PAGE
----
Book Discussion: Harry Potter & THBP
This is the sixth book in a series of seven planned stories by J.K. Rowling about the adventures of a teenage wizard named Harry Potter. The books chronicle his lifestory, his educational experiences at the magical school Hogwarts, his friendships, his budding romance(s), and his battles with Death Eaters, the wizards who are committed to supporting the evil Lord Voldemort (who just coincidentally killed Harry's parents when he was a baby).
In this installment, there are four major developments: Harry's two closest friends, Ron and Hermione, eventually fall for each other, while Harry comes to recognize that his feelings for Ron's sister Ginny are less than brotherly--though by the end of the book, Harry tells Ginny that he can't be with her because Voldemort would use that as a reason to kill Ginny. Harry becomes highly proficient at making potions using an old textbook edited by "the Half-Blood Prince", who, it turns out, was Snape, the Potions teacher at Hogwarts who has been given the new job of Defense against the Dark Arts, a post he long coveted. Headmaster Dumbledore teaches Harry about horcruxes, into which he says Voldemort has placed pieces of his soul. Only by eliminating the horcruxes can Voldemort be killed, and the search for them drives this book (as it will the last, presumptively). Dumbledore has found and destroyed several, and the end of the book sees Harry helping Dumbledore track down another horcrux, but in the process, Dumbledore has to drink what appears to be some sort of poison that weakens him at a critical moment when Hogwarts is invaded by the Death Eaters and there is a confrontation in which Dumbledore is killed by Severus Snape. Snape, the former (?) Death Eater who has held a long-simmering grudge against Harry, appears to have betrayed Dumbledore and killed him before fleeing with Draco Malfoy (another student, son of a Death Eater, and Harry's nemesis) to rejoin Lord Voldemort. The book concludes with Harry and his friends at the funeral for Dumbledore--where his familiar, the phoenix Fawkes, is seen flying off from the school--and Harry speculating that he won't be returning to school in the fall, since he must continue the search for the remaining horcruxes so that Voldemort can be destroyed.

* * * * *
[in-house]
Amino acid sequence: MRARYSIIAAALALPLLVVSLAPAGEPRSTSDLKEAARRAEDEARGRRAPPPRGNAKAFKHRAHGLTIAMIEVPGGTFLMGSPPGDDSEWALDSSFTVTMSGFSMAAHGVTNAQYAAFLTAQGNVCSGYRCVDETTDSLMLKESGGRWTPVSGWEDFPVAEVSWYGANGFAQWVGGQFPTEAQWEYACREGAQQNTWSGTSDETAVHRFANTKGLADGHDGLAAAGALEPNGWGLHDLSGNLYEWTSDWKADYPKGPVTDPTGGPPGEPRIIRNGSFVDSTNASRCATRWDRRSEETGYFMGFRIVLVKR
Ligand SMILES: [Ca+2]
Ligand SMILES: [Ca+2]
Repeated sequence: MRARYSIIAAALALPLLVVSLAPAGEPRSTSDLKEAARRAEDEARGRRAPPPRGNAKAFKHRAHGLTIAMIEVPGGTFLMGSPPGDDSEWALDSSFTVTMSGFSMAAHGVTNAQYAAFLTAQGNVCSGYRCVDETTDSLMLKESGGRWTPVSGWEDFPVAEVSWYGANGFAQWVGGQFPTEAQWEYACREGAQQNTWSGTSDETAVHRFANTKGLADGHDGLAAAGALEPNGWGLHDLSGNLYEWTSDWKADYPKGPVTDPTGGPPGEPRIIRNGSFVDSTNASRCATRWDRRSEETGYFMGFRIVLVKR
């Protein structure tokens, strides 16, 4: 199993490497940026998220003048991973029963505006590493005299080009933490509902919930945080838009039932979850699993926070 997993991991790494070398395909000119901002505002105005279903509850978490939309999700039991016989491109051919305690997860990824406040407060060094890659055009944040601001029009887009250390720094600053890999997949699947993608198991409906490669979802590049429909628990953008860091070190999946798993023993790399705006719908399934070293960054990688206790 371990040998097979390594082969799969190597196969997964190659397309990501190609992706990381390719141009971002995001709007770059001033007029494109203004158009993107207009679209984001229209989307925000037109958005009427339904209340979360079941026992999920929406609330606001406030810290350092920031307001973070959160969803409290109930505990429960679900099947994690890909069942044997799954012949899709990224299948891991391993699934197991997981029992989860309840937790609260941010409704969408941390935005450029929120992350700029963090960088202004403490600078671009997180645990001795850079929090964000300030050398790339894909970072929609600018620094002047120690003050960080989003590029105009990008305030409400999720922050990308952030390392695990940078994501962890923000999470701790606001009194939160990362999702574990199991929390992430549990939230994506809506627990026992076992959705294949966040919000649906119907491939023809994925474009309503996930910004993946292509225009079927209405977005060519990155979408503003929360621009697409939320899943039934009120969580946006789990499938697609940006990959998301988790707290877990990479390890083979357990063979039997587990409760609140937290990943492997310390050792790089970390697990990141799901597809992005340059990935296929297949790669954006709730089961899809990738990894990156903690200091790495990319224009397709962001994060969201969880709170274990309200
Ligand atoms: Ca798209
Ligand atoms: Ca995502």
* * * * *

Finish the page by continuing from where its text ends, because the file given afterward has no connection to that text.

Some questions to start off our discussion, then:
As with the last two books, there's another major character death, this time the surrogate father Dumbledore. Although we might speculate about whether Dumbledore did in fact die (as a former teacher of Transfiguration, he may have worked out a way to swap places with his familiar, the phoenix Fawkes, prior to being hit by the death-curse), I'm wondering: was it necessary for the figure with the strongest magical abilities in the series--the only wizard Voldemort apparently feared, which people say repeatedly about Dumbledore--to be killed, in order for Harry's heroism to come to the fore at the end of the series? Does this mean that in a coming-of-age tale like this one is, the young adult must be bereft of anyone who could 'save him' at the last moment (presumably, the confrontation with Voldemort that will happen in book seven), in order to show that the young adult hero can really face the world on his own, without help?